While its technology lags the United States and Israel, the biggest vendors of unmanned aerial vehicles, China is attracting a growing list of foreign buyers including Nigeria, Pakistan and Egypt.
China has previously had limited success exporting manned military aircraft but is hoping to do better with UAVs given they are cheaper and easier to manufacture.
“Research and development on drones in our country has now entered a phase of high-speed progress,” said Xu Guangyu, a retired major general in the People’s Liberation Army.
“We have some distance to catch up with developed countries — that’s certain — but the export market is growing.”
Market researcher Forecast International pegged the value of production for military drones worldwide at US$942mil (RM3.3bil) last year. It will grow to US$2.3bil (RM8.1bil) by 2023, the firm said.
China’s biggest drone maker, Aviation Industry Corp of China (Avic), is predicted by Forecast to become the world’s largest maker of military drones by 2023.
Its Wing Loong drone sells for just US$1mil (RM3.5bil) according to Chinese media reports. The US-made MQ-9 Reaper, to which it has sometimes been compared, is priced at around US$30mil (RM106bil).
The Stockholm International Peace Research Institute (SIPRI)estimates China became the second country in the world to openly export armed drones when it delivered five of them to Nigeria in 2014. Nigeria, which had vainly sought UAV from the US, has used them against the militant group Boko Haram.
The US has only exported armed drones to Britain and says it considers a series of factors when agreeing to foreign sales including human rights and the regional power balance.
Though China is discreet about its weapons exports, it has sold various types of military drones to at least nine countries, according to state media reports, including Pakistan, Egypt and Nigeria.
Sought after technology
China’s weapons exports jumped 143% in the five years to 2014 compared to the previous five, though it still only accounts for around 5% of the global arms market according to SIPRI.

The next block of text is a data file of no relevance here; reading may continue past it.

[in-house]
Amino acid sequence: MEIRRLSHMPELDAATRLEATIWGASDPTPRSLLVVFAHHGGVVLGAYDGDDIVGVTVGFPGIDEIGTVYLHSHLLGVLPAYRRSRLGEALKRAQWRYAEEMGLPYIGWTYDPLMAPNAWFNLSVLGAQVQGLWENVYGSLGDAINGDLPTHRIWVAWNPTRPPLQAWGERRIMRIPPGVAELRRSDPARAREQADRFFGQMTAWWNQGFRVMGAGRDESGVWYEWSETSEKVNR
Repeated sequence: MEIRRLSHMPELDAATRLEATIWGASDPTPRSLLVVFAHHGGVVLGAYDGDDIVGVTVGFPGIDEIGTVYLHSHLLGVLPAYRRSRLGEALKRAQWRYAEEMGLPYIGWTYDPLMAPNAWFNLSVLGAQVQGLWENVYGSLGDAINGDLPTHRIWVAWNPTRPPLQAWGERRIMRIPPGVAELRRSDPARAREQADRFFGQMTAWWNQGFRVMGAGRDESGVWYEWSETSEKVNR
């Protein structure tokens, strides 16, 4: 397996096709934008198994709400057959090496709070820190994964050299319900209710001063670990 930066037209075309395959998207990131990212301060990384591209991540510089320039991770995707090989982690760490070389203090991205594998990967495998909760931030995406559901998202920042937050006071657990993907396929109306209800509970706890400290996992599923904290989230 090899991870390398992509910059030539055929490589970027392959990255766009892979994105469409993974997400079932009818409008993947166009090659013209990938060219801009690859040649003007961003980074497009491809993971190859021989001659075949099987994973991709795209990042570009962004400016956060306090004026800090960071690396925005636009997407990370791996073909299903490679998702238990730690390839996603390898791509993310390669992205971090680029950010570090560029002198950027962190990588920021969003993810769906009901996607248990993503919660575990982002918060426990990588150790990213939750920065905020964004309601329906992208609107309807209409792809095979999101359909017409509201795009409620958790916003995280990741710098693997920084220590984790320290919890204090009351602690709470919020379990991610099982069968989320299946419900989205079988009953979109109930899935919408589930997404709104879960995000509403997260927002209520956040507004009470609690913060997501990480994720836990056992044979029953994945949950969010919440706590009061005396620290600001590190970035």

Military drones provide an opportunity for the country to gain more market share given dozens of governments are trying to gain access to the technology while the US has strict export curbs on them.
The US State Department said in February it would allow exports of armed US military drones under strict conditions, including that sales must be made through government programmes, and that recipient nations must agree to certain “end-use assurances”.
China’s Foreign Ministry declined to comment on the country’s policy on drone exports.
Last month the ministry said China was “extremely cautious and responsible” with its weapons exports, and followed the principle of aiding countries that bought their weapons in building reasonable self-defence capabilities.
The growth of the market is proving a boon for Chinese arms makers.
Yun Jianfei, the Beijing-based chief of Beijing Heweiyongtai Science and Technology Co Ltd., a private firm that sells police equipment, including drones, to domestic and foreign customers, said he had already sold surveillance Unmanned Aerial Vehicles (UAVs) to countries in the Middle East and Africa, without specifying which ones.
“We’re placing high importance on them,” said Yun.
“Demand for all of our products has shot up — it’s simply because the world has become more chaotic,” he said.
Ma Hangzhong, director of China Aerospace Science and Industry Corp.’s Unmanned Aircraft Research Institute, told the official China Daily this month that many of China’s defence giants, including his own, are allocating “significant resources” to drone development.
“The industry has a very low entry threshold,” he said, adding his company is focussing on military drones that can play a role in counter-terrorism and riot control operations.
Many defence firms also make and sell missiles and rockets to arm drones, heightening the appeal for international buyers, analysts said.
“Admittedly our technology is not first-rate compared with developed countries, but we don’t want to be left behind,” said Ni Lexiong, a naval expert at the Shanghai University of Political Science and Law. — Reuters